Verrilli and Campos legislative aide Stephany Ashley said that other clinics around the country are looking at San Francisco’s legislation as a way to combat harassment and intimidation.
“People seem to be interested in our success,” said Verrilli.
Officials in Austin, Texas, are considering an ordinance for a buffer zone, Verrilli said. Ashley said that after a hearing about the ordinance held by the Neighborhood Services and Safety Committee in April, she spoke with other health agencies in the Midwest that want to implement a 25-foot zone based on San Francisco’s process.
Although many health care advocates view the board’s approval of the iniative as a success, David Trujillo, public affairs director for Planned Parenthood in several Bay Area cities, said that measures adopted elsewhere may vary.
“I think it’s really going to depend,” he said. “It’s going to be [on] a case by case basis and it’s not going to be the answer at every health center. It’s going to be taken up at the local level.”
On Thursday, May 9, a few protesters were out in front of the Planned Parenthood clinic on Valencia Street. They said they were not deterred by the board’s vote.
“It’s a slow eroding of our First Amendment rights,” said Erika Hathaway, a frequent protester at the clinic.
Hathaway, who sits in a wheelchair while handing out pamphlets, is able to place herself in front of the clinic’s entrance because of a white zone exemption for people with disabilities.
Planned Parenthood gained approval from the city for a white zone space in front of the clinic last year to aid their efforts in moving protesters away from the entrances.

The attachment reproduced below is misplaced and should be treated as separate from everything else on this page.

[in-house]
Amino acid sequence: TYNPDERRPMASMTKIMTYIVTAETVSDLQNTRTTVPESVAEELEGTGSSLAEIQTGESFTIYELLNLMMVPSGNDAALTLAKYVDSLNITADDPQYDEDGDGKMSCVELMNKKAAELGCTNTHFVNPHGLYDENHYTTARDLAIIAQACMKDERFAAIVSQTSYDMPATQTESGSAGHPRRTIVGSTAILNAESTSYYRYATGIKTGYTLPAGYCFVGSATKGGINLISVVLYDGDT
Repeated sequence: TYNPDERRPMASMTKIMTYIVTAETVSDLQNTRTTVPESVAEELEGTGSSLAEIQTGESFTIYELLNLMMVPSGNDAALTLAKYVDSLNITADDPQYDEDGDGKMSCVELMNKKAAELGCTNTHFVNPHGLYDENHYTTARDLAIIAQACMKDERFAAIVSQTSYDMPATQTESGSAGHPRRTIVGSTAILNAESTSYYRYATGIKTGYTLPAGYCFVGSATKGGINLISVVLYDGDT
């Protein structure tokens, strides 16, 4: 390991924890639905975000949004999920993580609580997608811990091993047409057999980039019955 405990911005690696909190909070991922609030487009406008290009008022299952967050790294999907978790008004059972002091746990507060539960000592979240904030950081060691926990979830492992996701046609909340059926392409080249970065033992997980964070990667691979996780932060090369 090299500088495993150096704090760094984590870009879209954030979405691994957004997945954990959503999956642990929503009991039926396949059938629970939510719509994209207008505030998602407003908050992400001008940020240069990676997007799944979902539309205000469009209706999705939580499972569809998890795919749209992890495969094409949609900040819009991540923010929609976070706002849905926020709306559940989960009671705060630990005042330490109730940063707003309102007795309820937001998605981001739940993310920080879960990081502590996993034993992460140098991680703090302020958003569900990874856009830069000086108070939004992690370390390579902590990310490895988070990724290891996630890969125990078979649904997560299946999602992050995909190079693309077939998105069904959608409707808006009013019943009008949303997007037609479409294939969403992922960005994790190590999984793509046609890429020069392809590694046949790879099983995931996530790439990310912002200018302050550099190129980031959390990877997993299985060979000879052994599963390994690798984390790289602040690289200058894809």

“They make it worse and worse,” Hathaway said of lawmakers and Planned Parenthood. “It will be 35 feet, and then across the street, and then in another state.”
The buffer zone approval comes less than a week after the South San Francisco Planning Commission voted to allow a new Planned Parenthood clinic in that city’s downtown area. The new facility will not offer abortion procedures.
Ross Foti, an outspoken anti-abortion activist, was ejected from Tuesday’s board meeting after being told repeatedly to stop addressing Campos directly as he spoke during the comment period.
Foti, who wore a shirt to the meeting that read “Abortion is Murder,” was also protesting near the clinic on Thursday.
“I’m very upset,” he said of the approval. “It’s unconstitutional and we are going to fight it.”
Both Hathaway and Foti claim they have been issued several citations that have all been dismissed in court.
Recently, members of the religious anti-abortion organization “40 Days for Life” have also protested outside the clinic.
“It’s a remedy,” Verrilli said of the potential for jail time and fines for those who violate the ordinance. “People can make citizens’ arrests.”
Despite the increased risk, Foti said he will continue to protest.
“They could throw me in jail for life,” he said.
The ordinance is slated to come before the Board of Supervisors for final approval at the next scheduled meeting.